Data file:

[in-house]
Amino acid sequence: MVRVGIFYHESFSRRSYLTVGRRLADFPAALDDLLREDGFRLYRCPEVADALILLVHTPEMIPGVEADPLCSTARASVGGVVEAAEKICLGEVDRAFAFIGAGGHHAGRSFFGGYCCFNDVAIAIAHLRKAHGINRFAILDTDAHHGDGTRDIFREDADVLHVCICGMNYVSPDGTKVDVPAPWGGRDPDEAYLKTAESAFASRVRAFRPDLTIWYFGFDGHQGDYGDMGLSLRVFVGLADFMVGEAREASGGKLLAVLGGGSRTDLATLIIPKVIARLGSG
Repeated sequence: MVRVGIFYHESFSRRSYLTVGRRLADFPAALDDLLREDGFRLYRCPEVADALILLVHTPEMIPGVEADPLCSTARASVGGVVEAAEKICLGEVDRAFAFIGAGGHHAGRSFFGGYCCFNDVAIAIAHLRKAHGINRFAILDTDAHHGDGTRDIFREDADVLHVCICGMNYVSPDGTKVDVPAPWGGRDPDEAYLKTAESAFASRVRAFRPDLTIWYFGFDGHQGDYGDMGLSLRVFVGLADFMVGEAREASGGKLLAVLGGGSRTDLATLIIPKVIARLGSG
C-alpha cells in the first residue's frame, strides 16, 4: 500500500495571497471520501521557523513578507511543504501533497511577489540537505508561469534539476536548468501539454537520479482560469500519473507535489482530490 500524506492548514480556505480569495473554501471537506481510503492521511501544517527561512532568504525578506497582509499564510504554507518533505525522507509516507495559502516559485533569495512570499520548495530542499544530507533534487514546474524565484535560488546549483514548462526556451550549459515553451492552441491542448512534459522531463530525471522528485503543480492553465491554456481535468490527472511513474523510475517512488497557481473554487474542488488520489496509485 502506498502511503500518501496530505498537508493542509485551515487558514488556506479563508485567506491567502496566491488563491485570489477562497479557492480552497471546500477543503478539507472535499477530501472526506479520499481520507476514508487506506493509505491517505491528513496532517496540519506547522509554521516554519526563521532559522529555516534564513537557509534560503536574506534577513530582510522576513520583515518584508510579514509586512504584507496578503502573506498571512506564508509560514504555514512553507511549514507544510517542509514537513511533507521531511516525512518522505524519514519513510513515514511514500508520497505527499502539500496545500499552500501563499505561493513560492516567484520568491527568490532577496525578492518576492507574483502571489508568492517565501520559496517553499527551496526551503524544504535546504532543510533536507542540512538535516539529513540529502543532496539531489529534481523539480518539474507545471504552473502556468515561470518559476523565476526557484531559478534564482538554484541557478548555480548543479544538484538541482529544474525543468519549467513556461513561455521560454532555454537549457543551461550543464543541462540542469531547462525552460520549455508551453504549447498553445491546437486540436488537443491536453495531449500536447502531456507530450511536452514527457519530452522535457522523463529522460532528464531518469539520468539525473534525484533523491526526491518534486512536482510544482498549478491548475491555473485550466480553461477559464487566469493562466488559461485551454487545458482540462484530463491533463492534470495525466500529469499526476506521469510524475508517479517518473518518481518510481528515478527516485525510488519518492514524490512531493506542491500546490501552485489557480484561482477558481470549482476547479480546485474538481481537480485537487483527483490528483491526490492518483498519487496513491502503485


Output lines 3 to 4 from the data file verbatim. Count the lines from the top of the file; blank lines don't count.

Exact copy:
Repeated sequence: MVRVGIFYHESFSRRSYLTVGRRLADFPAALDDLLREDGFRLYRCPEVADALILLVHTPEMIPGVEADPLCSTARASVGGVVEAAEKICLGEVDRAFAFIGAGGHHAGRSFFGGYCCFNDVAIAIAHLRKAHGINRFAILDTDAHHGDGTRDIFREDADVLHVCICGMNYVSPDGTKVDVPAPWGGRDPDEAYLKTAESAFASRVRAFRPDLTIWYFGFDGHQGDYGDMGLSLRVFVGLADFMVGEAREASGGKLLAVLGGGSRTDLATLIIPKVIARLGSG
C-alpha cells in the first residue's frame, strides 16, 4: 500500500495571497471520501521557523513578507511543504501533497511577489540537505508561469534539476536548468501539454537520479482560469500519473507535489482530490 500524506492548514480556505480569495473554501471537506481510503492521511501544517527561512532568504525578506497582509499564510504554507518533505525522507509516507495559502516559485533569495512570499520548495530542499544530507533534487514546474524565484535560488546549483514548462526556451550549459515553451492552441491542448512534459522531463530525471522528485503543480492553465491554456481535468490527472511513474523510475517512488497557481473554487474542488488520489496509485 502506498502511503500518501496530505498537508493542509485551515487558514488556506479563508485567506491567502496566491488563491485570489477562497479557492480552497471546500477543503478539507472535499477530501472526506479520499481520507476514508487506506493509505491517505491528513496532517496540519506547522509554521516554519526563521532559522529555516534564513537557509534560503536574506534577513530582510522576513520583515518584508510579514509586512504584507496578503502573506498571512506564508509560514504555514512553507511549514507544510517542509514537513511533507521531511516525512518522505524519514519513510513515514511514500508520497505527499502539500496545500499552500501563499505561493513560492516567484520568491527568490532577496525578492518576492507574483502571489508568492517565501520559496517553499527551496526551503524544504535546504532543510533536507542540512538535516539529513540529502543532496539531489529534481523539480518539474507545471504552473502556468515561470518559476523565476526557484531559478534564482538554484541557478548555480548543479544538484538541482529544474525543468519549467513556461513561455521560454532555454537549457543551461550543464543541462540542469531547462525552460520549455508551453504549447498553445491546437486540436488537443491536453495531449500536447502531456507530450511536452514527457519530452522535457522523463529522460532528464531518469539520468539525473534525484533523491526526491518534486512536482510544482498549478491548475491555473485550466480553461477559464487566469493562466488559461485551454487545458482540462484530463491533463492534470495525466500529469499526476506521469510524475508517479517518473518518481518510481528515478527516485525510488519518492514524490512531493506542491500546490501552485489557480484561482477558481470549482476547479480546485474538481481537480485537487483527483490528483491526490492518483498519487496513491502503485